Why do some amps provide more output power when using a balanced connection?

I have an Audio Research LS 25 mk I which has a higher gain when using the balanced inputs and outputs. I just acquired a Schiit Jotunheim headphone amp that has a higher output with balanced as well.

 The increases are not at all insignificant.  The ARC preamp goes from 12db of gain with single ended up to 18db when using balanced.  The Schiit Headphone amplifier goes from 800mw to 3000mw ( with a 50 ohm load) when moving from single ended to balanced.

 Can someone explain why this takes place? 

I'll leave the answer to your question to those better suited to answer it than I, however, I can tell you that 6 db difference between SE and XLR is *not* insignificant. 
gdhal, did you misread Mark's post? He described the difference between 12dB and 18dB as "not at all insignificant", same as you.
This is an Almarg question.Or, Atmasphere.

circuit design as to how an SE output is derived

can I convince you to run Balanced and get all you can from the nice pre-amp?

I have a Mk II BTW
Post removed 
gdhal, did you misread Mark's post? He described the difference between 12dB and 18dB as "not at all insignificant", same as you.

@bdp24  (and OP)

Yes, I did misread the OPs post. Please accept my sincere apology. 
Apology accepted :-)

So the reason I wrote this post, besides sheer curiosity, is that it effects my configuration with my new headphone amp.  

A bit of background: I am using a Schiit Jotenheim to power a pair of Audeze LCD-2 headphones and connect to my main system with fancy DAC, turntable, and ARC preamp, etc. When the baby is asleep and I can’t listen to the speakers in the main system, I will be enjoying music with the headphones. I am connecting the Jotenheim with XLR cables to the tape out on my tube preamp. The entire system is balanced.

Since the Audeze LCD-2 is a bit on the power hungry side, and the Jotenheim is perfect for that, I will also be using the Jotenheim at my computer desk during the work day. That means moving the amp to my home office and connecting to my Chord Mojo running in DAC only mode. The output on the mojo is 3.5mm stereo jack. The amp section will be disabled and it will simply feed an analog line level signal to the Jotenheim.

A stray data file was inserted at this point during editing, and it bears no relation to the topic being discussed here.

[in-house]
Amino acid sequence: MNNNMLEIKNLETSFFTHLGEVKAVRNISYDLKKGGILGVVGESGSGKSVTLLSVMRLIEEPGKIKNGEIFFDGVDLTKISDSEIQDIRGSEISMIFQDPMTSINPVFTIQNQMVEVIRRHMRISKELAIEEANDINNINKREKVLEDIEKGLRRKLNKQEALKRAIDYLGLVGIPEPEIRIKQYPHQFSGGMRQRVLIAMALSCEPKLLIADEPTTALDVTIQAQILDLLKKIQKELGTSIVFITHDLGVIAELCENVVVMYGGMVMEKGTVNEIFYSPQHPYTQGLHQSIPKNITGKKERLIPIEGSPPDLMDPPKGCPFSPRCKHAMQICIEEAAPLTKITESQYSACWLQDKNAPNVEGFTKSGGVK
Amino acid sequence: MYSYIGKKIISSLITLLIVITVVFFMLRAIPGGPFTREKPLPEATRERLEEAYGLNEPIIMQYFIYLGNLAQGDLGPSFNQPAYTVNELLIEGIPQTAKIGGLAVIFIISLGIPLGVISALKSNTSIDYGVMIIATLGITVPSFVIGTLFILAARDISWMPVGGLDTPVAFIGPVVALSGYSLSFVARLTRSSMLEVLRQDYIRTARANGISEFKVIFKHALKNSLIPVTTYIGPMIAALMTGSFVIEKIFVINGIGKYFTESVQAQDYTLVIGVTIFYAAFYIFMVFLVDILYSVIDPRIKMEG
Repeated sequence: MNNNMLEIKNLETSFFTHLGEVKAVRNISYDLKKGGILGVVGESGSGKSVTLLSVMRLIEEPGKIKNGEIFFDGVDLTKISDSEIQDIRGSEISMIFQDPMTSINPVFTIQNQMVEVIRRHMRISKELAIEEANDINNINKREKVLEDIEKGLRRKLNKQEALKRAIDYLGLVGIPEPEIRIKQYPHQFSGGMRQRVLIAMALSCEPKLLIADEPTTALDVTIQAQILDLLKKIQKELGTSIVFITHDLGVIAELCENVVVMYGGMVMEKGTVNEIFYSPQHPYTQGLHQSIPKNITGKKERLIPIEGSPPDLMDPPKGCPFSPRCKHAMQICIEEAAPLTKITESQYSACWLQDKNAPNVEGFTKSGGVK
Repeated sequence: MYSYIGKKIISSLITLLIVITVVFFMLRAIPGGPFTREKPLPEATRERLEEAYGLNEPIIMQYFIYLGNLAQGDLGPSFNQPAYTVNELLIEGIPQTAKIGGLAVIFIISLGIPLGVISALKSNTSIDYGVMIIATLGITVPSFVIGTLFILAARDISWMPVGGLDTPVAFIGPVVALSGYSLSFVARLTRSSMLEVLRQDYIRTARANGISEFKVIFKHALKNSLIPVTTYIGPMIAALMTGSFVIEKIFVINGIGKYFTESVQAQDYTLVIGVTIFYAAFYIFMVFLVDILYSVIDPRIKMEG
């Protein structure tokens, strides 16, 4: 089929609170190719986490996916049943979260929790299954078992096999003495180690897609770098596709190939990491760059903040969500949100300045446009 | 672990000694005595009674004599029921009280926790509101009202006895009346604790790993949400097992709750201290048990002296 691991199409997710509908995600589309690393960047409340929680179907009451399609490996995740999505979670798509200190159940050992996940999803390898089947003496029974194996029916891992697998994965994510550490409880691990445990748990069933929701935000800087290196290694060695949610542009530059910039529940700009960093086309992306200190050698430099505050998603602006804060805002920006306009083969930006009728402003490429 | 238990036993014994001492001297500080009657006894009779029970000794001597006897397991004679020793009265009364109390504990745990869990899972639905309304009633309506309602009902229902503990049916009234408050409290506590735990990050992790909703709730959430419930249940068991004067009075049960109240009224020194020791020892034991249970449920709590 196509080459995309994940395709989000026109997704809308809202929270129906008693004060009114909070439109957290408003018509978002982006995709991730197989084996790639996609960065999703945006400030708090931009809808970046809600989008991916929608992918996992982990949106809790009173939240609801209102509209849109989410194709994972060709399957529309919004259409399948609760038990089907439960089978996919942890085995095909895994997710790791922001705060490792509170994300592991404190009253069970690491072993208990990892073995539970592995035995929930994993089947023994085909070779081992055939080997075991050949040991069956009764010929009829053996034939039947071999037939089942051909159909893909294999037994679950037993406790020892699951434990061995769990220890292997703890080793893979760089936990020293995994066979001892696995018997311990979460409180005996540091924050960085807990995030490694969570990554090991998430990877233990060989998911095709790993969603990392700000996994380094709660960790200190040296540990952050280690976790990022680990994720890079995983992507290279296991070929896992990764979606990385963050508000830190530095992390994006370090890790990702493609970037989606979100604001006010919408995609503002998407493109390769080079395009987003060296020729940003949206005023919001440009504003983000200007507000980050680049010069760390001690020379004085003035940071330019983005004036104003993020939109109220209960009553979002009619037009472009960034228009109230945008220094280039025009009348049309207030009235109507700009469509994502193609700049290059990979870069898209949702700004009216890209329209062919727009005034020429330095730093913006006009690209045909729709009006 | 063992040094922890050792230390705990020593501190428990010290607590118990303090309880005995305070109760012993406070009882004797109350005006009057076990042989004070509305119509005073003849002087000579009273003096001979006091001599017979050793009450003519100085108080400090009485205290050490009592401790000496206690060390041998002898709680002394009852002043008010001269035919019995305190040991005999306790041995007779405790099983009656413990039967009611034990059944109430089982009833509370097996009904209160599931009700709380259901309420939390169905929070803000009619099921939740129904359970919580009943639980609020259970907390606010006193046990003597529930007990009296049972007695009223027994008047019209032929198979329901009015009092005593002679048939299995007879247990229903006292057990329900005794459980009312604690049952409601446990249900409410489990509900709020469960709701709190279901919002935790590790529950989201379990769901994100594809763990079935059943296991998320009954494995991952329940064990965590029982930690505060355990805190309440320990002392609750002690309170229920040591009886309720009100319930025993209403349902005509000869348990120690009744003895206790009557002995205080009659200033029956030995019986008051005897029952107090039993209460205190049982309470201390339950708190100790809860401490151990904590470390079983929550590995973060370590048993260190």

Finally, I get to my question: Will the Jotenheim deliver the higher output that the specs suggest with the headphones connected to the balanced output, and the input on the Jotenheim using single ended? Or does the balanced input as well as the balanced output need to be used to get the higher watt output? I would like to be sure I am driving the LCD-2’s with the full power available.

I have yet to purchase a cable to connect the Chord Mojo to the Jotenheim. I can get a 3.5mm to XLR cable, if that is required to get the proper output. If not, I can get a simpler 3.5mm to RCA.

I posed this very question to Schiit, and they replied:

"The Jotunheim is balanced differential. Meaning it will not turn a single-ended connection to a "Fake" balanced connection. You may notice more power from using the balanced headphone output with a single-ended input but I cannot speculate on that."

One of the reasons I chose the Schiit Jotenheim was its output power using a balanced config, in my main system.  All good.  The computer desk use is secondary, though I will likely use it more frequently there.  If I can get the 3000mw output rather than 800mw at my computer desk, my headphones will be happier.  Apparently this is not going to work, according to the gent I heard from at Schiit.

Is there anything I am missing?

I use balanced headphones .....balanced from the preamp through the balanced amp and then balanced to headphones.  The sound is quite wonderful...and recommended.  Your question is of less noise and increased clarity with balanced configuration. 
Hi Mark,

The preceding responses are generally correct, but I’ll elaborate on them a little further and then address the Jotunheim question specifically:

When an unbalanced signal is received, usually via an RCA connector, what is sensed by the receiving circuit is the voltage difference at any instant of time between the signal (on the RCA center pin) and ground (on the RCA ground shell). When a balanced signal is received, usually via an XLR connector, what is sensed in most cases is the instantaneous voltage **difference** between the two signals in the balanced signal pair (which are usually provided on XLR pins 2 and 3, with XLR pin 1 being ground). Those signals are usually made equal in magnitude but opposite in polarity, with the difference between their voltages at any instant of time therefore corresponding to twice the voltage of each signal at that instant.